Operational Career of the Raimondo Montecuccoli
After joining the fleet in 1935 the Montecuccoli spent the first two years of her career in training with the fleet. However, in 1937 she was selected for a special mission and one in which her crew were probably eager to participate. With the Japanese invasion of China, western powers had started to worry about their interests in the area. Italy, even under Mussolini, felt concern about her interests with the Japanese aggression. Raimondo Montecuccoli was selected to steam to the far east to show the flag and protect Italian interests in the area. She left Naples on August 27, 1937 and arrived in Shanghai on September 15. In early 1938 Montecuccoli made a grand tour of the east by paying visits to Australia, Japan and Hong Kong. At the end of the year, with an increasingly worrisome political situation in Europe, Montecuccoli was recalled to Italy. Her place in the east was taken by one of the first of the Condottieri, the Colleoni and on November 1, 1938 Montecuccoli left China for good. She arrived at Naples on December 7, 1938.

As soon as Montecuccoli returned, she went into the yard for a refit. When this was completed, she was assigned as part of the 2nd Squadron of the 8th Cruiser Division. By 1940 she was reassigned to the 7th Cruiser Division along with Attendolo and the two ships of the fourth Condottieri group, Savoia and Aosta. When Italy entered the war on the side of Germany, the initial missions of Montecuccoli included covering minelaying sorties, cover for troop convoys to North Africa, as well as being part of the cruiser screen that engaged at the Battle of Punto Stilo. In December 1940 she was at the mouth of the Adriatic bombarding Greek positions north of Corfu. On a mission lasting from April 19 to April 24, 1941, Montecuccoli along with the other cruisers of 7th Division were tasked to employ their mine laying capacity. The narrowest part of the passage from the western Mediterranean and the island of Malta is between Cape St. Bon in Tunisia and Sicily. A barrage of mines was laid by the cruisers off the southern point of this passage, Cape St. Bon. Montecuccoli would return to this area in the next year and be a key participant in one of the infrequent victories of the Regia Marina over the Royal Navy.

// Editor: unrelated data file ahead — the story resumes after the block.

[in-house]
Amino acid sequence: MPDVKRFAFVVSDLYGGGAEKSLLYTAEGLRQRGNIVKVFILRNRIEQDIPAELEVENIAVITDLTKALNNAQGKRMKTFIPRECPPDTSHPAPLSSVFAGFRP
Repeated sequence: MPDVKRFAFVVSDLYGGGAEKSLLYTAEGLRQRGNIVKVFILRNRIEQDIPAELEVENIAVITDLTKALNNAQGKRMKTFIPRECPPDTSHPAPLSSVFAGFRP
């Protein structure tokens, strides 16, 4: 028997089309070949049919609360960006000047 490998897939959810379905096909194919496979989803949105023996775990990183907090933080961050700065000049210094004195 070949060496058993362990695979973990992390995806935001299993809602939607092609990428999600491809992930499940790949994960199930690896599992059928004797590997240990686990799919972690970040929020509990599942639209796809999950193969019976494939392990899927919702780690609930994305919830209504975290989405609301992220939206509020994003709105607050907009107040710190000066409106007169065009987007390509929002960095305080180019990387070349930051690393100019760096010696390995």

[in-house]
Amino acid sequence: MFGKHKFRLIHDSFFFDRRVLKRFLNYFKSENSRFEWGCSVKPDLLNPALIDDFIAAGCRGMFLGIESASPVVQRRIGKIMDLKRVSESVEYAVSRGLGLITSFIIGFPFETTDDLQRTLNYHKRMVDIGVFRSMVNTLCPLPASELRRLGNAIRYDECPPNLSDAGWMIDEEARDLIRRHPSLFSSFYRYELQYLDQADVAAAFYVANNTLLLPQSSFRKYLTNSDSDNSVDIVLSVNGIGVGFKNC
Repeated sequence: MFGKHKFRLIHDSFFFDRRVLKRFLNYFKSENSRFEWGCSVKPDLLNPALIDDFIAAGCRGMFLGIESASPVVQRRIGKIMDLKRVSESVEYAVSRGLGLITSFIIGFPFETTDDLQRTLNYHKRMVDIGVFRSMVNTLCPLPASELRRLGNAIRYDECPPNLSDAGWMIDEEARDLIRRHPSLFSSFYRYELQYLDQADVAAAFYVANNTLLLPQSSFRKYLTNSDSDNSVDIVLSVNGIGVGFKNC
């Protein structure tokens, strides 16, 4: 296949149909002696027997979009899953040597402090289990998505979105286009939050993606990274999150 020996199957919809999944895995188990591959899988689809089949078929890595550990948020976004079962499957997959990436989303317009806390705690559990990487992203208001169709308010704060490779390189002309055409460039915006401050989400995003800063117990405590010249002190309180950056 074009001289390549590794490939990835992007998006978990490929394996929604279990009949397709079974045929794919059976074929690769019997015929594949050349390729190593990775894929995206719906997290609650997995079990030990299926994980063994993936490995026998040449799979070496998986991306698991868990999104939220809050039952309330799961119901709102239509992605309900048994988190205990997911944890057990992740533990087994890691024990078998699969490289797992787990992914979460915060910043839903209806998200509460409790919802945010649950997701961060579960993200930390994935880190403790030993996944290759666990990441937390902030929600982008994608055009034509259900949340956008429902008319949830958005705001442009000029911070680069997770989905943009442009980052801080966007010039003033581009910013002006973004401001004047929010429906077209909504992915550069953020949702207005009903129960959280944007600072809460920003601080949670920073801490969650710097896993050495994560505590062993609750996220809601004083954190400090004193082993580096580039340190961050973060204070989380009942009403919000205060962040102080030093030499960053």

Raimondo Montecuccoli Vital Statistics


Dimensions: Length - 597-feet 9-inches (182.2m) overall; Beam - 54-feet 6-inches (16.6m); Draught - 18-feet 4-inches (5.6m); Displacement: 7,405-tons standard, 8,853-tons full load: Armament: Eight 6-inch 4x2; Six 3.9-inch (100mm) 3x2; Eight 37mm AA 4x2; Eight 13.2mm MGs 4x2; Four 21-inch torpedo tubes 2x2

Armor: Belt - 60mm; Deck - 30mm; Turrets - 70mm; Conning Tower - 100mm: Complement: 578
Machinery: 2 shaft Belluzzo Geared Turbines; 6 Yarrow boilers; Maximum Speed - 37 knots at 106,000shp; Range - 4,122nm at 18 knots